In prior art arrangements, certain types of flow sensing devices are provided for installationin series with the source of pressurized fluid'in which the fluid passes through an orifice and an iridicationof fluid flow is a funct ion of pressure drop" across the orificefGenerally the i not practical in ahydraulic circuit capable'of a wide range of-flow rates since an orifice sized for minimum-flow rates may result in high pressure dropat higherflows and an orifice sized for maximum. .flowrates in order to precludet'excessive pressure dropsufferslack ofisensitivityat a reduced flows.

In addition, it is not uncommon forfluidcircuits tobe subjected to pulsation due for example to the pulsating effect of a purnpor otherapparatus acting upon the fluid. Inequipment control or warning systems incorporating sensitive flow sensingcdevices,lsuch lpulsationmay have the deleterious effect o'f-prem ature control or cycling of t e eq pmen For these reasons, flow sensing devices are often engineered or tailored for specific applications and as a result are costly and cannot easily be adapted "for appliengineered.

cations other than those for which they are specifically tor providing sensitivity In accordance with the principles ofthe presentinvention meansare provided for eliminating or substantially reducing the problems of excessive pressure drop and lack of sensitivity by providing a flow sensing device which is susceptible to utilization over a wide range of;flow rate without excessive pressure drop, is extremely accurate in flow rate indication especially of flow rates which drop below a permissible minimum, while not being subject to minor flow variationsdue to pulsation and is partic ularly suited for use in a variety of applications whilerequiring only minor modification.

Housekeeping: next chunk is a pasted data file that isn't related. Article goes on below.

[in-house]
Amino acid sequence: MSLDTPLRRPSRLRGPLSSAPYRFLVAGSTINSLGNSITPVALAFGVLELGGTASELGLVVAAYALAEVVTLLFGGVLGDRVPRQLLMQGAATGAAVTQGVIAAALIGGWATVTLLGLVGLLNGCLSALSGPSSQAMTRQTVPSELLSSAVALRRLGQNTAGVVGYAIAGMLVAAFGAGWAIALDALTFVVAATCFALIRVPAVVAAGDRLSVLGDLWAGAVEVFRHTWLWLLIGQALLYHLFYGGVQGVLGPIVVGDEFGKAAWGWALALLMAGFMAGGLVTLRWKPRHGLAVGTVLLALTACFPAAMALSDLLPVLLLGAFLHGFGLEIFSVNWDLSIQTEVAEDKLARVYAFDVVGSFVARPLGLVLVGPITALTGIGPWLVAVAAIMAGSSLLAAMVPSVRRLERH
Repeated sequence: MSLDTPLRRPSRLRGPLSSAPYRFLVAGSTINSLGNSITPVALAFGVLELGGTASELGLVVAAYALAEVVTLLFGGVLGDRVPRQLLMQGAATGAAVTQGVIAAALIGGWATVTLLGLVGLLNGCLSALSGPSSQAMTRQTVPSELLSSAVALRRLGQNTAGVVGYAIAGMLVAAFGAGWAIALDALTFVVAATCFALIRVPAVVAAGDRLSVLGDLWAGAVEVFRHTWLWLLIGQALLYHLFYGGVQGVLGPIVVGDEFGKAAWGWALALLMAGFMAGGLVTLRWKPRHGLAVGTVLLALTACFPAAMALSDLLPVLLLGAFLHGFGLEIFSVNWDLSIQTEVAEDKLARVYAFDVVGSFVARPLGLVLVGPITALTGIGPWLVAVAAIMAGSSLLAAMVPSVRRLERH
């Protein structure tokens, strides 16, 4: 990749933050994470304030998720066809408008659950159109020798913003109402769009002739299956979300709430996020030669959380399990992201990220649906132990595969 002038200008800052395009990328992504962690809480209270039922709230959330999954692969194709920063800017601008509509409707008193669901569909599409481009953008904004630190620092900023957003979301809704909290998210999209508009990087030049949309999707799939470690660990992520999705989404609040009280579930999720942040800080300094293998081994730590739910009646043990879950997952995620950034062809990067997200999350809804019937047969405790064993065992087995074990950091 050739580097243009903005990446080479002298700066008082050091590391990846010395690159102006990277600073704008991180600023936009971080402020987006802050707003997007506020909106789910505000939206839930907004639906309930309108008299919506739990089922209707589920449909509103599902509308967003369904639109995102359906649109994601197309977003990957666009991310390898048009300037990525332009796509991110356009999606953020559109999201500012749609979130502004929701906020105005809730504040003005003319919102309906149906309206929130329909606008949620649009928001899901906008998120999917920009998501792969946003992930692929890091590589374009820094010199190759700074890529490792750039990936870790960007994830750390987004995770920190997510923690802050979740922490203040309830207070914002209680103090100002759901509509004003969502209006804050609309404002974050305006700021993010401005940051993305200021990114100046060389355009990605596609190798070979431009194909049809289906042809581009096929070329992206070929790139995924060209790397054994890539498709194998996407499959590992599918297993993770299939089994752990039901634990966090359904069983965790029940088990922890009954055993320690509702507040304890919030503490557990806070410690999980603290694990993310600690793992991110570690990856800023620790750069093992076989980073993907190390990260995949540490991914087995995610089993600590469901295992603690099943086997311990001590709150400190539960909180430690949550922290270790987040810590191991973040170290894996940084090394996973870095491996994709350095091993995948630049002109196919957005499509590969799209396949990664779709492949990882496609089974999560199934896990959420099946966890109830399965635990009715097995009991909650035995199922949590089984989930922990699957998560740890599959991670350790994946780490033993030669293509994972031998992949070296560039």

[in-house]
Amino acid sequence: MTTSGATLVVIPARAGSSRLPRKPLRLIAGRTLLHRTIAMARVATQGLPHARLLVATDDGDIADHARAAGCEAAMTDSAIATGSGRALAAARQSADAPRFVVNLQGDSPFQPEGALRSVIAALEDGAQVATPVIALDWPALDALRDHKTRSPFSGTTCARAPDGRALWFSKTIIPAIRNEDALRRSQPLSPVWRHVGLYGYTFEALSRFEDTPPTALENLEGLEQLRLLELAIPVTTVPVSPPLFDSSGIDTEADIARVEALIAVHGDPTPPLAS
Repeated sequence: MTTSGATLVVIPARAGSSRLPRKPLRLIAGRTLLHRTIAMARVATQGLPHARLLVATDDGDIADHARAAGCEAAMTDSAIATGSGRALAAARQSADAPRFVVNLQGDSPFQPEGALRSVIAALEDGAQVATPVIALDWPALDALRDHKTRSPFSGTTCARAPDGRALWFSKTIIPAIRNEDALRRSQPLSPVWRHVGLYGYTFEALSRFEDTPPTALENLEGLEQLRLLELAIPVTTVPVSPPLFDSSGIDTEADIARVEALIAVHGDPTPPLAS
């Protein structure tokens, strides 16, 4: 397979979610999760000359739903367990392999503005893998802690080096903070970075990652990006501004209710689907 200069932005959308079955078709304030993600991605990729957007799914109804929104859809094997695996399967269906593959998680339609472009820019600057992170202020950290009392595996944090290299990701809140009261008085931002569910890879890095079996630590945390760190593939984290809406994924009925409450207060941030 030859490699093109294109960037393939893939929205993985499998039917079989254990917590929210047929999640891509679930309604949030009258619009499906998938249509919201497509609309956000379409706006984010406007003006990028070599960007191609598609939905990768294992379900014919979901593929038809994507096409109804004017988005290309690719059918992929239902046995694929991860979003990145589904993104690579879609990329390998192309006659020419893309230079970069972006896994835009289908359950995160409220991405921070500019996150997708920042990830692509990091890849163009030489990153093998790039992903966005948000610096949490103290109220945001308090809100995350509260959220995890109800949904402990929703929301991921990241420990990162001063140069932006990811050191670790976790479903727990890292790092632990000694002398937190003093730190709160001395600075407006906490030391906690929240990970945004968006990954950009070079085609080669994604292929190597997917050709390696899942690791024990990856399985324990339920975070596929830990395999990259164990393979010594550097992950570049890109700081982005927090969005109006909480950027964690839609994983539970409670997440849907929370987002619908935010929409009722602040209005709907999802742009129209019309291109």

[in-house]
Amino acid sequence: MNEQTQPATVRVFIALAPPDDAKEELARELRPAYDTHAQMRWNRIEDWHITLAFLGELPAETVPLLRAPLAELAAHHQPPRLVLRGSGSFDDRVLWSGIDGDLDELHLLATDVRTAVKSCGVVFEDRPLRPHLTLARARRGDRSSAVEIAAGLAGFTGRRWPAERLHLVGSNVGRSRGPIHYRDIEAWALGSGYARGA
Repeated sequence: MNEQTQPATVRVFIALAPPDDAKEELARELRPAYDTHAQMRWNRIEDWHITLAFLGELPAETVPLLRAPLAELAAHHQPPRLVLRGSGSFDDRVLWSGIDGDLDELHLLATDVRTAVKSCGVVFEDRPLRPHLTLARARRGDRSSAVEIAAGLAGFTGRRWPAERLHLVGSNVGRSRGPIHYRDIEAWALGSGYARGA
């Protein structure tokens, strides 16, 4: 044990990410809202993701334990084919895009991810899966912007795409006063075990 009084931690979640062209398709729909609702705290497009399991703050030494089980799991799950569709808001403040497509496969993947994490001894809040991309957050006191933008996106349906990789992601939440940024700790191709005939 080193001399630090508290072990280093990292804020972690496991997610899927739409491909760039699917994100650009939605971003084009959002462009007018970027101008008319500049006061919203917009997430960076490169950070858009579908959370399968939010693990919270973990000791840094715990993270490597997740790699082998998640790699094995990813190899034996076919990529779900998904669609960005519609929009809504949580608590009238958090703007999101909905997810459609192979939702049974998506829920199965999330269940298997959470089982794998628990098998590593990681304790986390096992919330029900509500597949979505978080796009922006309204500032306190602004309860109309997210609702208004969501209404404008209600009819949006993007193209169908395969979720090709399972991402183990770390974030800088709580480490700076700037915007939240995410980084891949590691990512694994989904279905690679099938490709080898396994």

Accordingly, it is an object of theprese nt invention to provideirnproved methodsand apparatus forsensingflow in a hydraulic system.

Another object of the present invention-isto provide a method and apparatus for sensing flow wherein a plurality of flow valves normally n ovably' responsivehto for providing an accurate indication offfluid flo wtherethrough.

Another object of the present, invention is to provide a flow sensing device utilizing a restricted flow pa'ssage atreduced flowrates while being substantially nonresponsive to pulsation and utilizing a larger flow passage for accommodating increasedflow rates without excessive pressure drop. J

Another object oflthe present invention is to provide a flow sensing device adapted for ready modification to suit a variety of applications.